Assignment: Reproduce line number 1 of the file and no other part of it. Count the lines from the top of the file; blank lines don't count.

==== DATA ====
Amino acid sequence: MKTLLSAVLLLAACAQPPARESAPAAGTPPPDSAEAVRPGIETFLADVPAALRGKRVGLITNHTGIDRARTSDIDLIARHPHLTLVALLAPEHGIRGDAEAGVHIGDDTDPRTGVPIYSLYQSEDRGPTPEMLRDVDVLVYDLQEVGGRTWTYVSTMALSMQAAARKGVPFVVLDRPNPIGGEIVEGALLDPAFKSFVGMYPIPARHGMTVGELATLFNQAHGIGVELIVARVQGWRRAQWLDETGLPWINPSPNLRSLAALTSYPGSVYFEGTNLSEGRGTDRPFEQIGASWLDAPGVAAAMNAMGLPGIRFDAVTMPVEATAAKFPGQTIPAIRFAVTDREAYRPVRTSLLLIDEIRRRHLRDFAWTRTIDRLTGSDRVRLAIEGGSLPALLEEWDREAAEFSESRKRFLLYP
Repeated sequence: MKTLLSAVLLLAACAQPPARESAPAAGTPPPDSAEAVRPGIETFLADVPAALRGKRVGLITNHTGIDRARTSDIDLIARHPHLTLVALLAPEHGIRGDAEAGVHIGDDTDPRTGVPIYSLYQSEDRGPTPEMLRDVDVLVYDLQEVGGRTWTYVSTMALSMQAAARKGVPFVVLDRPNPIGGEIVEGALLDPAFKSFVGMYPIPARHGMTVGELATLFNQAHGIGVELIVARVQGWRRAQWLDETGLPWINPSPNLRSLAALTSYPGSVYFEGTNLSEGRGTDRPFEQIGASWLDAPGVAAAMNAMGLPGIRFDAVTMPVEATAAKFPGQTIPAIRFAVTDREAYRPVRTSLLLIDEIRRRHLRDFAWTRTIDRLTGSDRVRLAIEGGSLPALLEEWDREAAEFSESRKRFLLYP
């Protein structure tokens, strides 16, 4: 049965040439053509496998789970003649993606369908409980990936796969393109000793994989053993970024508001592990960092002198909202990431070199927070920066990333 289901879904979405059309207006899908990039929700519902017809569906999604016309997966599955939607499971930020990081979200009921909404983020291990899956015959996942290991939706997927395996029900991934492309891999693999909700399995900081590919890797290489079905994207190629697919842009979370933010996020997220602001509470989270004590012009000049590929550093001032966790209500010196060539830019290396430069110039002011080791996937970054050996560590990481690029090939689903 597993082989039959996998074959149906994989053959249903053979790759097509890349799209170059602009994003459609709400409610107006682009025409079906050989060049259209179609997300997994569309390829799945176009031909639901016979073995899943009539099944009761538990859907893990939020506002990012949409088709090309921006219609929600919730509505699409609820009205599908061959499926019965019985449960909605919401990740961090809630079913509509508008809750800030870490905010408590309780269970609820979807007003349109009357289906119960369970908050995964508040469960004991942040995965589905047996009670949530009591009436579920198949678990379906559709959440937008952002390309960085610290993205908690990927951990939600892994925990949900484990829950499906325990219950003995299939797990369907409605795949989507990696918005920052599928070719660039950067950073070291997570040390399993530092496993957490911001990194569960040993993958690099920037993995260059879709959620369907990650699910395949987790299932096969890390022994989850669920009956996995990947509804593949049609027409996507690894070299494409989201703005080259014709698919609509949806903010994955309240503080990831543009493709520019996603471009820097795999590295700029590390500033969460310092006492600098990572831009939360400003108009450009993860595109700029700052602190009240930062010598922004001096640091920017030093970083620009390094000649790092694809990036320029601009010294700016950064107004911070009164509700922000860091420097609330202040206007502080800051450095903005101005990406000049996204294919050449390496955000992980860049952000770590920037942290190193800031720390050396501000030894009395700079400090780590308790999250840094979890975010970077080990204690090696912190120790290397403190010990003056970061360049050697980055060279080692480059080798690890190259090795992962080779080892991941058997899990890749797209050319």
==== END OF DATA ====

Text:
Amino acid sequence: MKTLLSAVLLLAACAQPPARESAPAAGTPPPDSAEAVRPGIETFLADVPAALRGKRVGLITNHTGIDRARTSDIDLIARHPHLTLVALLAPEHGIRGDAEAGVHIGDDTDPRTGVPIYSLYQSEDRGPTPEMLRDVDVLVYDLQEVGGRTWTYVSTMALSMQAAARKGVPFVVLDRPNPIGGEIVEGALLDPAFKSFVGMYPIPARHGMTVGELATLFNQAHGIGVELIVARVQGWRRAQWLDETGLPWINPSPNLRSLAALTSYPGSVYFEGTNLSEGRGTDRPFEQIGASWLDAPGVAAAMNAMGLPGIRFDAVTMPVEATAAKFPGQTIPAIRFAVTDREAYRPVRTSLLLIDEIRRRHLRDFAWTRTIDRLTGSDRVRLAIEGGSLPALLEEWDREAAEFSESRKRFLLYP